The Supply Chain Of Pork: U.S. And China
AbstractConsumers in the United States consume 53 pounds of pork per capita per year. Forty percent of that pork enters the market by way of a contract with a packer or an integrated supply chain arrangement. Chinese consumers consume 37 pounds per capita. Eighty percent of that pork is produced in the backyards of millions of households all over the countryside. The supply chain that brings pork from hog to human is clearly different in these two countries, but both are moving in the same direction. In the United States, pork breeding produced leaner but heavier hogs by the late 1990's. This was largely in response to consumer demand for leaner meat and processors demand for less waste. Stricter sanitation regulation and quality control by food manufacturers led to a more integrated supply chain. Food companies contract with farmers for hogs with particular characteristics being demanded by consumers and retailers. Half of fresh pork and forty percent of processed pork is sold through foodservice establishments in the U.S. Consumers need for time-saving food is revealed by the portion of pork they eat away from home (42% of $35 billion sales) and by the mix of fresh (27%) and processed (73%) pork purchased in retail stores. The emphasis in the U.S. supply chain for pork is on delivering consistent quality of safe meat to consumers all the time. There is considerable research into new pork products. The top ten processing plants handle 43 percent of the total output. China is the largest pork producer in the world slaughtering 526.7 million hogs in 2000, over five times as many as the United States. Although commercial operations and specialized households are growing they provide only about twenty percent of all China's pork. Lower quality and sanitation standards prevent pork produced in backyards from entering the westernized/commercial supply chain but it is an important source of meat in the inland and rural areas of China. Coastal cities have more commercial and imported pork. For example, in Beijing sixty percent of production is from commercial farms. The advent of retail supermarkets and higher incomes in China foretell an increase in commercial pork operations. Direct foreign investment by key Western food companies and retailers are leading the standards for food safety and handling in the larger cities. Based on current pork consumption at various income levels, it is estimated that pork consumption will grow more than seven percent in Chinese cities and 1.5 percent in the countryside over the next ten years. This translates into an additional 12 million pounds of pork in 2011 with the urban consumption surpassing the rural consumption. The pork industry will be driven to emphasize quality, sanitation, and convenience in China as they already do in the United States. With China entering the World Trade Organization (WTO) more pork imports can be expected. Exports will depend on meeting the quality and safety standards of importing countries.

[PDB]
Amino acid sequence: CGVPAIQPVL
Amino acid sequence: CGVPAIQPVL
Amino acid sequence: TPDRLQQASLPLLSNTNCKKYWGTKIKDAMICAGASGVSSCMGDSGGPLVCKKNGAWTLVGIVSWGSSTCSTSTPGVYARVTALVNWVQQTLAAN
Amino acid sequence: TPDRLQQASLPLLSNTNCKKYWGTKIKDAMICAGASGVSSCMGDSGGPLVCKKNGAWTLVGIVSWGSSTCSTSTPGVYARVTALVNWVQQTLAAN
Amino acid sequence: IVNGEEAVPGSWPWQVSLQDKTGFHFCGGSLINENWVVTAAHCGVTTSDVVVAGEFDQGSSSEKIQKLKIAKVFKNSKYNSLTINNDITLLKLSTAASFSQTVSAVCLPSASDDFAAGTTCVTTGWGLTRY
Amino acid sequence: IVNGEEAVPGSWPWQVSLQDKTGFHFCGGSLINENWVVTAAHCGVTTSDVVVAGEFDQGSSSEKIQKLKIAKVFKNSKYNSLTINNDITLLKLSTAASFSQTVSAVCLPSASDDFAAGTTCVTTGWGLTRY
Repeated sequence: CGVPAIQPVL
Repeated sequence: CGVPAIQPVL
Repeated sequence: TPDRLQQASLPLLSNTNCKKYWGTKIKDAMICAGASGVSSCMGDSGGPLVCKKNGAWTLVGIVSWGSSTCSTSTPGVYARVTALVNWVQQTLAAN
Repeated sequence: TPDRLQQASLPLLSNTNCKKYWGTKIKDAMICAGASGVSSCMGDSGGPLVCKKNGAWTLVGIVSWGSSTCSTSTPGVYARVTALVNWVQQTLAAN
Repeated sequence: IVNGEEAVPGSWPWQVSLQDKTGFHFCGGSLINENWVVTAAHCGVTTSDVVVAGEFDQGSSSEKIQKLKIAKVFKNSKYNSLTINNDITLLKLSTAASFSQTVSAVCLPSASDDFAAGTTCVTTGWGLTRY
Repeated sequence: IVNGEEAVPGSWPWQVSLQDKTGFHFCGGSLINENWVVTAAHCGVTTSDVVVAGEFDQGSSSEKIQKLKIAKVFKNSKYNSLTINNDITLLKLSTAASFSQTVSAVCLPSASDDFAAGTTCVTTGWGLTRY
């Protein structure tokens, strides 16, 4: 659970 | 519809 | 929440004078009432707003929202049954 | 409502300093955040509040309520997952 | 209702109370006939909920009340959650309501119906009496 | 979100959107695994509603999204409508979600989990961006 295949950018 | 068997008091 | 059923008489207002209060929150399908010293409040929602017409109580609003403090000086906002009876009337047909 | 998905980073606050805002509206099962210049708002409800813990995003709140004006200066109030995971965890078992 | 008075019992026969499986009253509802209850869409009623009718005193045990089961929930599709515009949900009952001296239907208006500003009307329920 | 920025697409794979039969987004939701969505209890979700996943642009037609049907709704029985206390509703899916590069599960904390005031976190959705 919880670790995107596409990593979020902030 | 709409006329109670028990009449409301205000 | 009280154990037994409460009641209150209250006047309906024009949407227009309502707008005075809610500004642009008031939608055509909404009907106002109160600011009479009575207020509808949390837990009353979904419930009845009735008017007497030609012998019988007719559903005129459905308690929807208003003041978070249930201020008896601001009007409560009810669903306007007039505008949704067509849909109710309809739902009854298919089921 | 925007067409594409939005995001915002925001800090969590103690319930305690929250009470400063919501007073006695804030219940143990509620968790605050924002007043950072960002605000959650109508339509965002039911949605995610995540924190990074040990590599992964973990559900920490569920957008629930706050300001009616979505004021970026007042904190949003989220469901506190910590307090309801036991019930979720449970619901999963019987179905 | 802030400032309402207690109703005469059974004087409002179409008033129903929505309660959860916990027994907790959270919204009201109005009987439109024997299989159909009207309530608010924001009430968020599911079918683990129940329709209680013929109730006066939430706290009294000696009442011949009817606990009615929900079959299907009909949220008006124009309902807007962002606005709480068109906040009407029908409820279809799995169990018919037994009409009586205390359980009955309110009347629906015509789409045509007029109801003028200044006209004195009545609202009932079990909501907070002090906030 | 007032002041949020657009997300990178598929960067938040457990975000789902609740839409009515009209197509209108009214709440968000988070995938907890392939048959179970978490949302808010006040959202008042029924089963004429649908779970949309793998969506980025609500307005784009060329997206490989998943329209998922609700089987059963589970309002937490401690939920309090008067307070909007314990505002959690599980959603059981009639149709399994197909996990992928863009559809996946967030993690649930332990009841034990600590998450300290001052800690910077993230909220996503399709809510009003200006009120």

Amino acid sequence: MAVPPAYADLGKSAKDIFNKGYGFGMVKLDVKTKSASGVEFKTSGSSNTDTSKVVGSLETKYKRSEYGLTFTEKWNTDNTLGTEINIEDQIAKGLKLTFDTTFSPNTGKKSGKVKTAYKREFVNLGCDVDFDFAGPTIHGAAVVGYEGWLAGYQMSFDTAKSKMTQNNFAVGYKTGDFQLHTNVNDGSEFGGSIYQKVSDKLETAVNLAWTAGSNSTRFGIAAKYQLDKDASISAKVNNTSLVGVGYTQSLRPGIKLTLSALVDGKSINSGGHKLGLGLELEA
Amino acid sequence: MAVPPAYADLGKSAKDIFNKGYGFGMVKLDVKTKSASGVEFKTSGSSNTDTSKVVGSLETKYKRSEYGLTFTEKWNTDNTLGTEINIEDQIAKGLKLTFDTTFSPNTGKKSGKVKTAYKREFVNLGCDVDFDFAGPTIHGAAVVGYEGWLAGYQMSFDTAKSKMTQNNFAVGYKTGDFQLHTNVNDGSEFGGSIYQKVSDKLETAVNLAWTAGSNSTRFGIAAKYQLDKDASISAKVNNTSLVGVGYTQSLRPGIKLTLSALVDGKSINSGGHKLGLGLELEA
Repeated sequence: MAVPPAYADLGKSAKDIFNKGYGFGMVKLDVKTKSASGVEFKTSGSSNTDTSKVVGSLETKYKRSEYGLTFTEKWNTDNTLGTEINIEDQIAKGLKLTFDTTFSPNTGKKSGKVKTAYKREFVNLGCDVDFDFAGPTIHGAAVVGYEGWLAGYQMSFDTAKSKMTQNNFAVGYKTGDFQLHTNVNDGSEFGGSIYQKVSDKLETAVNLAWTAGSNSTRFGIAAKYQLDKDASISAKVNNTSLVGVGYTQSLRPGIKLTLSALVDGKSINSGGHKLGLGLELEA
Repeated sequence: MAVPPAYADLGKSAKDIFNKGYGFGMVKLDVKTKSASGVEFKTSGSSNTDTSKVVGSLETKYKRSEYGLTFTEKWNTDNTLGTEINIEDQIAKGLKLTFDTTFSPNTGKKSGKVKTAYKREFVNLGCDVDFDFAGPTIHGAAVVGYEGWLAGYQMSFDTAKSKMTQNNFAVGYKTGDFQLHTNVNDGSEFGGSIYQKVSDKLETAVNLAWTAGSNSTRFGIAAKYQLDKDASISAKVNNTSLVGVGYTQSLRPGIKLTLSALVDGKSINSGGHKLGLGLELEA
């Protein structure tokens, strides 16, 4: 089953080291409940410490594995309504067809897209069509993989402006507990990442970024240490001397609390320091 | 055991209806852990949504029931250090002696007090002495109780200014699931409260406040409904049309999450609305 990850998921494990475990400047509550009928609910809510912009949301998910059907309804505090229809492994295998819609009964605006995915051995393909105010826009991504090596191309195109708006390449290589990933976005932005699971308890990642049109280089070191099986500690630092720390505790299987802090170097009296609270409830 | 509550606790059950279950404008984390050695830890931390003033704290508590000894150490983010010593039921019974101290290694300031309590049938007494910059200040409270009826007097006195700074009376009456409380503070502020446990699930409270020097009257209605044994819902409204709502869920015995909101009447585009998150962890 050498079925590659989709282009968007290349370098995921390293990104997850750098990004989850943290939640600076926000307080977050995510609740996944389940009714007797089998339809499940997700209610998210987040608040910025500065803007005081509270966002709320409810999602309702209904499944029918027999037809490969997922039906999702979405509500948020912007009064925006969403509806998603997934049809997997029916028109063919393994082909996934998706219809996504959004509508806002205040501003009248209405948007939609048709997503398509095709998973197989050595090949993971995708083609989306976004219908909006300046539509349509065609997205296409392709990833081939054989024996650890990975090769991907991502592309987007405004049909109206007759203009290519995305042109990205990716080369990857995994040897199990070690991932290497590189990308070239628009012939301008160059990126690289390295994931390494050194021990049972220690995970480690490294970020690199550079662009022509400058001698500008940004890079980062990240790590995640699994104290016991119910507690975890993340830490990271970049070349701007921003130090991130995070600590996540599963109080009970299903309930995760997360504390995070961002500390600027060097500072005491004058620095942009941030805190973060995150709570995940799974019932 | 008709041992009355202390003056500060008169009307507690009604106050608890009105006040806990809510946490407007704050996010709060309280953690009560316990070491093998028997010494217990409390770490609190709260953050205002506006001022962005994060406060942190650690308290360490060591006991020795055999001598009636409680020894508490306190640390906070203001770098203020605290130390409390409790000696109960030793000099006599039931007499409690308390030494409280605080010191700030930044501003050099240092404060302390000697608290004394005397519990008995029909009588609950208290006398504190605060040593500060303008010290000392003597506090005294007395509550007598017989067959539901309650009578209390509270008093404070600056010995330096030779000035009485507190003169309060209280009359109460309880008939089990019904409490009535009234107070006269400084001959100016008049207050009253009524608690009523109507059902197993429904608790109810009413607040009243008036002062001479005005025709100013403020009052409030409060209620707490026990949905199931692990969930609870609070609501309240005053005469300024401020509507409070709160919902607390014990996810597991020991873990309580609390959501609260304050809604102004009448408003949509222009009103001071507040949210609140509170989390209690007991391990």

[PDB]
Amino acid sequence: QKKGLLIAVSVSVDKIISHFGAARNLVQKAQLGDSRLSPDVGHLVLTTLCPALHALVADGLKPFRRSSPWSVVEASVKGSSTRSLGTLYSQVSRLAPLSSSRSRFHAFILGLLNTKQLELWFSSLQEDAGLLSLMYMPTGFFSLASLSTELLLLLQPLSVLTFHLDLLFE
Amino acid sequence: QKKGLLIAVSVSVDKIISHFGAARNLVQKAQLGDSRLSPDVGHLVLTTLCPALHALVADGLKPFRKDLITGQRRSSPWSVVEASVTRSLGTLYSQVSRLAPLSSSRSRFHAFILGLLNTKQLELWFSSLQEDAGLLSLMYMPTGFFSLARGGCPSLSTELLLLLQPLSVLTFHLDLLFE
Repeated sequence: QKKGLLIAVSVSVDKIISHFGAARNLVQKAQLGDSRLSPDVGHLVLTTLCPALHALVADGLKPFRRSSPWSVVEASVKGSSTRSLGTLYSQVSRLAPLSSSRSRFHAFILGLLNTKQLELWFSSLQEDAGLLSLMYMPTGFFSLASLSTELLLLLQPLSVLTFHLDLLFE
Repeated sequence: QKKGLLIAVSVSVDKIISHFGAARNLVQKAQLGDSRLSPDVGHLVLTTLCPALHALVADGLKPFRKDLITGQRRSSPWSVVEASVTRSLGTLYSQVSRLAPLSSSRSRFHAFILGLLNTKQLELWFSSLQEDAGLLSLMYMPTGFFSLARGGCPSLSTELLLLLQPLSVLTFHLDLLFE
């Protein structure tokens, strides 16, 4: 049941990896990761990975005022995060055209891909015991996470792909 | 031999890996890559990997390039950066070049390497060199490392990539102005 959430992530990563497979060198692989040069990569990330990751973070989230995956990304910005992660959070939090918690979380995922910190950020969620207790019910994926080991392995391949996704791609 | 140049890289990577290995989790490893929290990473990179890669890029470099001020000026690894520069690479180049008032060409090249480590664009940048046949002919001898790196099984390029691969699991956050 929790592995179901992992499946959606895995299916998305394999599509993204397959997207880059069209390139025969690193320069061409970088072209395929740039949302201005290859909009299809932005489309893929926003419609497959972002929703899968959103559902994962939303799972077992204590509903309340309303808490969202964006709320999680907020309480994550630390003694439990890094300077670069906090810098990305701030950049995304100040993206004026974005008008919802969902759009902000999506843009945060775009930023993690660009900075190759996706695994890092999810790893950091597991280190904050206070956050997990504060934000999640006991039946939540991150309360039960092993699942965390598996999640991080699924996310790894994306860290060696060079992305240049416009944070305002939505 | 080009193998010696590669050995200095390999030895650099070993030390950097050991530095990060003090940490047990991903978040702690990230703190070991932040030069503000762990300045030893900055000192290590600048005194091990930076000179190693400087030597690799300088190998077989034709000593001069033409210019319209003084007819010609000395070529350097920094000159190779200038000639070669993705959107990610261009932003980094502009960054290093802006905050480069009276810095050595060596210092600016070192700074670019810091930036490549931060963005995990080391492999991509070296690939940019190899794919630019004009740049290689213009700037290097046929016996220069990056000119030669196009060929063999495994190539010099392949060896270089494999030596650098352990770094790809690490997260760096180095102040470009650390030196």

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Bibliographic InfoPaper provided by University of Minnesota, The Food Industry Center in its series Working Papers with number 14300.
Date of creation: 2002
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- Xiaohua Yu & David Abler & Chao Peng, 2011.
"Dancing with the Dragon Heads: Enforcement, Innovations and Efficiency of Contracts between Agricultural Processors and Farmers in China,"
Courant Research Centre: Poverty, Equity and Growth - Discussion Papers
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- Wang, Qingbin & Zhang, Guangxuan, 2012. "China’s small-scale hog production and implications for trade: Evidence from a farmer survey," 2012 Annual Meeting, August 12-14, 2012, Seattle, Washington 125288, Agricultural and Applied Economics Association.
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